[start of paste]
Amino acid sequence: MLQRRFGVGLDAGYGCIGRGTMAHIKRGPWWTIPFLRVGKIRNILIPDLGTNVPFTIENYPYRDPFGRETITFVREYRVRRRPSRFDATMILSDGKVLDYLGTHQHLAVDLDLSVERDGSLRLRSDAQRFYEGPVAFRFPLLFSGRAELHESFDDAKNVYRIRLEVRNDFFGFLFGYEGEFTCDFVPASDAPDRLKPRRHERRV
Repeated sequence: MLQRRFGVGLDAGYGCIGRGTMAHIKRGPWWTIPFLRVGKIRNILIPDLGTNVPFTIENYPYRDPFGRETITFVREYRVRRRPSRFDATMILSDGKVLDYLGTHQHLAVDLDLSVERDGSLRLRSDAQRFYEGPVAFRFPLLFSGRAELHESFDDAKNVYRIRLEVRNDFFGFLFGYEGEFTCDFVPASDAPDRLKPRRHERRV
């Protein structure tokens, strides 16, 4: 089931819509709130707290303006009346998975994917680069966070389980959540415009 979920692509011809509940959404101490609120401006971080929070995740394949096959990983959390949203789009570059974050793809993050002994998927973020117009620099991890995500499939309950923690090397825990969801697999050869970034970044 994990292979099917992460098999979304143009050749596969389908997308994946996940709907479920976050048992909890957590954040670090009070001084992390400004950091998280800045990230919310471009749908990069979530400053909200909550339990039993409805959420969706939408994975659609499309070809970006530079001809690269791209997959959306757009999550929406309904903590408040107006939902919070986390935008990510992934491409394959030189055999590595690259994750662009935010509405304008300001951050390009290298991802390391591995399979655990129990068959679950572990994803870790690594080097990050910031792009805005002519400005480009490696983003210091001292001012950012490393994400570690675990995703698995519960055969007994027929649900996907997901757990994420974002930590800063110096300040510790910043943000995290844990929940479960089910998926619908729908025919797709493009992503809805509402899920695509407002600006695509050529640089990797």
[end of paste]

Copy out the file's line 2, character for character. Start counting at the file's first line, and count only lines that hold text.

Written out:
Repeated sequence: MLQRRFGVGLDAGYGCIGRGTMAHIKRGPWWTIPFLRVGKIRNILIPDLGTNVPFTIENYPYRDPFGRETITFVREYRVRRRPSRFDATMILSDGKVLDYLGTHQHLAVDLDLSVERDGSLRLRSDAQRFYEGPVAFRFPLLFSGRAELHESFDDAKNVYRIRLEVRNDFFGFLFGYEGEFTCDFVPASDAPDRLKPRRHERRV